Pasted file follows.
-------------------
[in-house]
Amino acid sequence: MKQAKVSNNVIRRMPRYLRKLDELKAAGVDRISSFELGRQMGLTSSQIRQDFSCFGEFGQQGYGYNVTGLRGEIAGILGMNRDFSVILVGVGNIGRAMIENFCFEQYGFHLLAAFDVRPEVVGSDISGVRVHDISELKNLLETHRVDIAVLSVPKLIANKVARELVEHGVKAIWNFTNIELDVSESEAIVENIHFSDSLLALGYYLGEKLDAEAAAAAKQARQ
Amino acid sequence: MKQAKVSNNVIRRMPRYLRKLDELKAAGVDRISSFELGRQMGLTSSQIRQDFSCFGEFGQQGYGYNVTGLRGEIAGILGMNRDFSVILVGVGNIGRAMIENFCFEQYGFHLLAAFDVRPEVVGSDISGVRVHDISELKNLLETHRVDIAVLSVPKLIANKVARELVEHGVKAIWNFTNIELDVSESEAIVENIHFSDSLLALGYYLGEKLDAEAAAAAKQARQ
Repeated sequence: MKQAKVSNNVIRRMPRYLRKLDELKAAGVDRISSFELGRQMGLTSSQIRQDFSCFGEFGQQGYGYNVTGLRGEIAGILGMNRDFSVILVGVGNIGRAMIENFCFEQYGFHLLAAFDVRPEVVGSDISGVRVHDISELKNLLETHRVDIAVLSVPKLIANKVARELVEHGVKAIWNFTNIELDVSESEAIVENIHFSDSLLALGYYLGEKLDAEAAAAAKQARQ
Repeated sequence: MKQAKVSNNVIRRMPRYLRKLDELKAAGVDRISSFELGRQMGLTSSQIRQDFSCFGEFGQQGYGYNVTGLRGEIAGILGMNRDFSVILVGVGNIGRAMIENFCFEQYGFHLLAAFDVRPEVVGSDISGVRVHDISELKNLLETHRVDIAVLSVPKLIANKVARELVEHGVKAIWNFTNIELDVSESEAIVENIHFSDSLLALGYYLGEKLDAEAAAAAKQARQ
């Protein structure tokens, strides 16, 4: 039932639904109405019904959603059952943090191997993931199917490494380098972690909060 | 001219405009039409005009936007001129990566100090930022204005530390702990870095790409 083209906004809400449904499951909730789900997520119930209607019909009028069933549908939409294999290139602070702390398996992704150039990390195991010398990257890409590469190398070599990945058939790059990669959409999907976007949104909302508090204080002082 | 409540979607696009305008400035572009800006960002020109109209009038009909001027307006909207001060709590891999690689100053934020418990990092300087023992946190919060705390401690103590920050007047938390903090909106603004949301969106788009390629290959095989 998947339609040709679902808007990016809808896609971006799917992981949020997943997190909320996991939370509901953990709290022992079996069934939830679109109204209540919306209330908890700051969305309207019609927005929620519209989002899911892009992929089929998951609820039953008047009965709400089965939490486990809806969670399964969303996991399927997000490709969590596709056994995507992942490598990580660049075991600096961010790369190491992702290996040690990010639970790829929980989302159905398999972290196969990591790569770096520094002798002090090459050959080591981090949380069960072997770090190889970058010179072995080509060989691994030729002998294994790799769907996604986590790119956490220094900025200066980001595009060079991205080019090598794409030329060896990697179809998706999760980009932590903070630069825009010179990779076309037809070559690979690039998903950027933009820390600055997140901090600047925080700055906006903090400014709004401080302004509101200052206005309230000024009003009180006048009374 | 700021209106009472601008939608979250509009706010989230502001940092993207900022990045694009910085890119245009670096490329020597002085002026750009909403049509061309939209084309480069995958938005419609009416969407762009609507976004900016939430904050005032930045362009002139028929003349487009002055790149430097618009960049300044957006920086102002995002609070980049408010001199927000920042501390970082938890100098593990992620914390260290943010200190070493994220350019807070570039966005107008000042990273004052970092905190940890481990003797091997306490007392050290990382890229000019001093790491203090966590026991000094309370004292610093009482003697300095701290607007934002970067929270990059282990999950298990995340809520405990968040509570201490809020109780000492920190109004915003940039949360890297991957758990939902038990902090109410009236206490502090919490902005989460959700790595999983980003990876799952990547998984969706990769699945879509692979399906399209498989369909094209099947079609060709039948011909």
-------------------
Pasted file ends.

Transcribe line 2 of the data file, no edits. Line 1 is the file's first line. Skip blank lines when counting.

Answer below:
Amino acid sequence: MKQAKVSNNVIRRMPRYLRKLDELKAAGVDRISSFELGRQMGLTSSQIRQDFSCFGEFGQQGYGYNVTGLRGEIAGILGMNRDFSVILVGVGNIGRAMIENFCFEQYGFHLLAAFDVRPEVVGSDISGVRVHDISELKNLLETHRVDIAVLSVPKLIANKVARELVEHGVKAIWNFTNIELDVSESEAIVENIHFSDSLLALGYYLGEKLDAEAAAAAKQARQ